By on September 23, 2021

Today’s Rare Ride was the only other car accompanying Lexus’ LS 400 at dealerships in 1990 and 1991. The fanciest Camry offered in the US, it was a badge conversion from a Camry sold in the Japanese market.

But consumers saw through the charade, so while the high-effort LS 400 flew off the showroom floor, the minimal effort ES just sat there.

Much like the ES as it exists today, the first (V20-based) ES 250 was front-drive, had a V6 engine, and was designed for a two-lane comfort cruise. As Toyota approached its launch date for the flagship LS, they realized it wouldn’t be a great look to sell a singular vehicle under its highly anticipated and all-new brand.

The answer came from the Japanese market V20 Camry, which was launched in Japan late in 1986 for the ’87 model year. The V20 was a Camry of quality that was built domestically in Kentucky and established the nameplate in the US market. Camry would then take off with the now-legendary 1992 XV10 redesign.

While the V20 was sold in its sedan and wagon variants in North America, one body style was withheld: a frameless window pillared hardtop. Known as the Vista or Camry Prominent (after 1989), the luxurious Camry edit wore entirely different body panels to its sedan counterpart even though it looked almost identical. The Vista was a whole inch lower for a more sleek appearance, which meant it had notably less headroom than the cheaper sedan upon which it was based. Vista was never meant for export markets and was the official replacement for the prior generation’s five-door body style.

“This will have to do though,” said Lexus management. So the Vista became the ES 250 and was coded VZV21. The interior and exterior were quickly given a Lexus once-over. Outside, the ES grew a larger grille and tail lamps, additional chrome trim, and LS-adjacent wheels. All first-gen ES 250s had a suitably upscale two-tone paint scheme. The Vista’s interior was transformed via genuine wood appliques, ruched leather (usually), and lots of beige materials. ABS, airbag, a power sunroof, and CD player were standard. All ES 250s used the same 2.5-liter V6 from the Camry, though consumers had a choice in transmissions (wow!), and selected from a five-speed manual or four-speed automatic.

Lexus marketed the ES as “the luxury sedan of sports sedans,” which didn’t really hold up given its 159-horsepower engine, and very soft everything else. Customers weren’t too intrigued by a 1990 price tag of $22,000 ($47,803 adjusted) and saw it for what it was: a stop-gap until a real ES could be developed. Thus the ES remained in its first generation for only 1990 and 1991 before it was replaced by the much more successful XV10-based ES 300. Lexus sold less than 40,000 Es250s over those two years.

And that makes today’s Rare Ride a particularly unusual find. Beyond its low 38,000 miles traveled, it pairs a blue cloth (!) interior with a white and beige exterior. Your author has never seen an ES 250 with cloth, and never a blue interior with a white exterior. The ES is yours for $6,000.

[Images: Lexus]

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61 Comments on “Rare Rides: A Very Luxurious Camry, the 1990 Lexus ES 250...”


  • avatar
    wjtinfwb

    I guess I’m a bit of an odd duck, as I really liked the ES250 styling and appearance. The frameless door glass gives it an airy and clean appearance. THey definitely weren’t sport sedans but compared pretty favorably to a Maxima or Mazda Millenia of the day. Wish it was closer to me, it would be my new daily driver!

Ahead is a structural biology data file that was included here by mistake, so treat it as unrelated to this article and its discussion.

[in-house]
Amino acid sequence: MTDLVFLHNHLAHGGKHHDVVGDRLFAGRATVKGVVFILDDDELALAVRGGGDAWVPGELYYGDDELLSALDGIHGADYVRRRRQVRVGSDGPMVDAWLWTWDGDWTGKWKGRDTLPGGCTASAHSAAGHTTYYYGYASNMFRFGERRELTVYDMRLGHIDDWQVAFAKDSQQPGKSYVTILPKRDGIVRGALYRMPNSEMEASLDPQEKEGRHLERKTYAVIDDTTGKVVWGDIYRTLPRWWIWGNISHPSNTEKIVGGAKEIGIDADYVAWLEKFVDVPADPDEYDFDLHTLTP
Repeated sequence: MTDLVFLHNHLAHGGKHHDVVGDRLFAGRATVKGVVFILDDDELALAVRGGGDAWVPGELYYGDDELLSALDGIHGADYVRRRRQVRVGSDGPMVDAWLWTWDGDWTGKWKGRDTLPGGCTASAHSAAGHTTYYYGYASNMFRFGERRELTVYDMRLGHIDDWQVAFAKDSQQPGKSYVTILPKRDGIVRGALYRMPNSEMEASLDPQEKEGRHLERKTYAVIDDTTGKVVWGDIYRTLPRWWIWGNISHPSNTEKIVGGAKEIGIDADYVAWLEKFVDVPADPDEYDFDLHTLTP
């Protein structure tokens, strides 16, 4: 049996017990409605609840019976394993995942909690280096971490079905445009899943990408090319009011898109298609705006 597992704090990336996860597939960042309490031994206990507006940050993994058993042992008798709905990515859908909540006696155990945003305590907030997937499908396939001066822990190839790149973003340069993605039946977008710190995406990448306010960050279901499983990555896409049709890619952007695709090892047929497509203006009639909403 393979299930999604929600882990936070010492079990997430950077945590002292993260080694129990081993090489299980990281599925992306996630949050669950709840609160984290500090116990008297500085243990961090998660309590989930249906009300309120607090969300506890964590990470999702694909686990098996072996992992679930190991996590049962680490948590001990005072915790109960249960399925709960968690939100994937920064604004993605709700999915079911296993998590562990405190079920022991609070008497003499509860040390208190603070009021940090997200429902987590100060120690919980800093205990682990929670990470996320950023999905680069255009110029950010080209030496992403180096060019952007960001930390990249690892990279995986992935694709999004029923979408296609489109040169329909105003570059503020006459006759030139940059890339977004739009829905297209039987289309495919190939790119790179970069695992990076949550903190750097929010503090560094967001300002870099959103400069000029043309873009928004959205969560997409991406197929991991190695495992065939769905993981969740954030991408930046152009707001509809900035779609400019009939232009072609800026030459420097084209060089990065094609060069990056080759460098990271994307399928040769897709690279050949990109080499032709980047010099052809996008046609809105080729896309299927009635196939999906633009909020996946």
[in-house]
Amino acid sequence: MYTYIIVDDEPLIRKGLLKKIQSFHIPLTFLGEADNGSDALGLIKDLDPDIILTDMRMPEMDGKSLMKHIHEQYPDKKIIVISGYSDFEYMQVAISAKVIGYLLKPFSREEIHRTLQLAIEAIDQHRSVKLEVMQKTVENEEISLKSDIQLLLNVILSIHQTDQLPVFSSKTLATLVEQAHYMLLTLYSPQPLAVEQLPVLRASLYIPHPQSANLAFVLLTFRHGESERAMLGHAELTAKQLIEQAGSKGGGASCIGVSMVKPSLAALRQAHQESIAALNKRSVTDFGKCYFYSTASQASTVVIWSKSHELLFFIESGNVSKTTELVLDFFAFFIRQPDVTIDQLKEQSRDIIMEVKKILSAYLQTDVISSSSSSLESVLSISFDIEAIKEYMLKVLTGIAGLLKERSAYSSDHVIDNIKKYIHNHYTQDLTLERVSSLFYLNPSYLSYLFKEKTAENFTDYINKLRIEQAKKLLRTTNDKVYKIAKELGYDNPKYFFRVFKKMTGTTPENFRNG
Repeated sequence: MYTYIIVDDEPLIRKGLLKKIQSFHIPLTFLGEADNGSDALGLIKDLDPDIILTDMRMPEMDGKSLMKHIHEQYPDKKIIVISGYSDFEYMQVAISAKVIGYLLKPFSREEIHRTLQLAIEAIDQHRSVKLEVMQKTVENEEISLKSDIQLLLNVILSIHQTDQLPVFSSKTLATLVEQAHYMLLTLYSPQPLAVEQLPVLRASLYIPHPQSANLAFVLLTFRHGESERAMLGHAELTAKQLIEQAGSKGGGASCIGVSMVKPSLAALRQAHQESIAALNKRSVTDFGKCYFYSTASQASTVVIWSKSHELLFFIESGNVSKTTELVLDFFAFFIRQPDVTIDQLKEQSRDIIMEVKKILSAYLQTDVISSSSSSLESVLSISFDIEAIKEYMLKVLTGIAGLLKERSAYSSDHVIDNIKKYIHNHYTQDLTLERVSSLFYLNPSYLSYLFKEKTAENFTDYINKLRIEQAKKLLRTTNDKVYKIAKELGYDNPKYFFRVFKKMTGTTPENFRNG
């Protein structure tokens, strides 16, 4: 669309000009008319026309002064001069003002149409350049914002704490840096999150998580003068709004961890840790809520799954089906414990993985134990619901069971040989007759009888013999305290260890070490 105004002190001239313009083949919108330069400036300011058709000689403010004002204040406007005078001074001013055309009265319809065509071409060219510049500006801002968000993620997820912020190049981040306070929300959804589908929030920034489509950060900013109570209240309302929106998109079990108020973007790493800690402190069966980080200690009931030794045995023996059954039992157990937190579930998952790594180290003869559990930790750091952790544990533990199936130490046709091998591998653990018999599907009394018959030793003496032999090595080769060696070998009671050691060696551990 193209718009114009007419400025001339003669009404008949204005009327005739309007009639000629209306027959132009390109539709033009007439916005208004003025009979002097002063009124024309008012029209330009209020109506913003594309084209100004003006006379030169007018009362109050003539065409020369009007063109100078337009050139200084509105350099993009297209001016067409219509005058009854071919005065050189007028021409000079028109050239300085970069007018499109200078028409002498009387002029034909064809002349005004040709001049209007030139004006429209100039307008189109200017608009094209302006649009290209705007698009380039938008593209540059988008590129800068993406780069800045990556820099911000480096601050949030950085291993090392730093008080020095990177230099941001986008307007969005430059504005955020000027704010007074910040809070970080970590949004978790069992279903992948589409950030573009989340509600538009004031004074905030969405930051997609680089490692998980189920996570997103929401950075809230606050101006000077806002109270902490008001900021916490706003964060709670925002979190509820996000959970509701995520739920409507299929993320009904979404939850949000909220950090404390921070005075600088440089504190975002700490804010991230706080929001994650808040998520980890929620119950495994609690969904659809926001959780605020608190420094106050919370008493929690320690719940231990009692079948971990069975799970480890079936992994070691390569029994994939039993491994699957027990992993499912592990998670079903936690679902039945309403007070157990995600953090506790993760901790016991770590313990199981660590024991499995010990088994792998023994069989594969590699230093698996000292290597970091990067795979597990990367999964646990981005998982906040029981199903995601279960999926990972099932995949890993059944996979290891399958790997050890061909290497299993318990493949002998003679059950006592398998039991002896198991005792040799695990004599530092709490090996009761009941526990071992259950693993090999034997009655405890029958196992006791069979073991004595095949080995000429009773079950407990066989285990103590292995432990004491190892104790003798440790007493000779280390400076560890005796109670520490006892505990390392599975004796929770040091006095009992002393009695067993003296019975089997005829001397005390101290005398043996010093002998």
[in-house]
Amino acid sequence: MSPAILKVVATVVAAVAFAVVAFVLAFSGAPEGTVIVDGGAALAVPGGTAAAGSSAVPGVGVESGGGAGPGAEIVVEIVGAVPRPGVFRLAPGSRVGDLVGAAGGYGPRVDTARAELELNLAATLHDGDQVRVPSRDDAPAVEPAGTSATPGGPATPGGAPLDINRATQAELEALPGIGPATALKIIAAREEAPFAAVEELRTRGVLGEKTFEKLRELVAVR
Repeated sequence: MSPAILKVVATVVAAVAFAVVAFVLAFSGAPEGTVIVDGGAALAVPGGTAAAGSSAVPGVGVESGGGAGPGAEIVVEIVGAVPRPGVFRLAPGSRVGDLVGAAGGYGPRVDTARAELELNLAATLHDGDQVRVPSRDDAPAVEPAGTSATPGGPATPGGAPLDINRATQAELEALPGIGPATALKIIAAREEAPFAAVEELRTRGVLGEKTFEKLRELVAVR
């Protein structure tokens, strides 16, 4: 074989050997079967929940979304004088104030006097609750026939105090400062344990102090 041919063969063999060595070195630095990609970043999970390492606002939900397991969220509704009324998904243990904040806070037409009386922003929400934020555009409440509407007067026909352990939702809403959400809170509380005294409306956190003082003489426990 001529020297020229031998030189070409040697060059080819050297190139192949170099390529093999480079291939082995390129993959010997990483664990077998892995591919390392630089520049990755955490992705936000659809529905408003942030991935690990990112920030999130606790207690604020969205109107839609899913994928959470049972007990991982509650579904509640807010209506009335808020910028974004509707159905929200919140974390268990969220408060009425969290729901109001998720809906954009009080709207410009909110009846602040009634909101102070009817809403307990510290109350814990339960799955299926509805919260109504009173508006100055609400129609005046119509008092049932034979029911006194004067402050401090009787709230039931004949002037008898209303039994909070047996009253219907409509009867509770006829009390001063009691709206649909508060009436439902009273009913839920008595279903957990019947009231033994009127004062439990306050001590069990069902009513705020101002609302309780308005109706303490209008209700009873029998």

• avatar
    Imagefont

    I used to have one of these. Blue on blue, leather, sunroof. Most comfortable front seat of any car I’ve ever owned. I rebuilt the 2.5 V6, which had gouged cylinder due to overheating a which I eventually traced to a split heater hose clamp. This after the dealer looked at it multiple times. How hard it is to replace the damn hoses? Freaking lazy unethical lying morons. Very quiet, just wonderful on a long trip, 155HP of very smooth delivery, if not downright fast. It’s not a car you needed to go fast in, it’s for cruising and eating highway miles.
    But, interior quality was crap like all Toyota’s, dash crumbled apart. Real wood though, today it’s just plastic with a picture of wood.

  • avatar
    Jeff S

    Really nice car and worth the price. If I needed a car I would buy it despite it being almost 32 years old. Looks brand new.

  • avatar
    eggsalad

    Mother bought one. She actually wanted a high-zoot Camry, but the Toyota dealer treated her like poo, so she went down the street to the Lexus dealer, who treated her like the Queen she thought she was.

  • avatar
    theflyersfan

    That is still the nicest old Camry in existence and even though it was a rush job, it shows how serious Toyota was in making Lexus work. And then there was the Infiniti dealer across the street with the M30 stopgap and the less said about that, the better.

    Peak Japan, leading into peak Toyota, and for $6,000 and so few miles, it would be nice to have as a piece of the past.

    And then the next ES was one of the biggest homeruns for Lexus. You can still see those on the roads today. Gotta start somewhere…

    • 0 avatar

      M30!

      https://www.thetruthaboutcars.com/2017/11/picture-time-infinitis-forgotten-m30-300zx-engine/

      • 0 avatar
        theflyersfan

        As I recall, aren’t you a fan of the M30?
        I just thought it was WAAAAY too mid-1980’s looking, especially in the interior, and as a new brand starting out, needed to be a little more modern looking. But that original VQ engine, so smooth, so much torque, and sounded so good in the Maxima.
        Like Lexus, it was like Infiniti went “Oh Crap!!! We can’t launch with just one car – pick another one off of the shelf and make it work.”
        And then Lexus brought the SC-series out, and Infiniti countered with the one-and-done J-series. (sigh…)

      • 0 avatar
        eng_alvarado90

        I liked the oddball J30 better. Actually I still do!

        • 0 avatar
          theflyersfan

          @eng – so do I. There was nothing else like it on the roads at the time. I remember it being very cramped and the trunk suffered because of the shape, but it really was a looker. I wonder what if they actually decided to give it another generation and what it would have became.

    • 0 avatar
      tonycd

      Agree, flyersfan. This was a nice car because the Camry it was based on was a nice car. I was so impressed at how easily my mom’s Camry could be one-fingered down the road, it was a real factor in sucking me out of a GTI and into Japanese iron for my next car.

      Sure, even at the time, nobody mistook this for leading-edge engineering. But it was comfortable, pleasant and dependable, and the Lexus-grade interior trimmings added to it were top-shelf.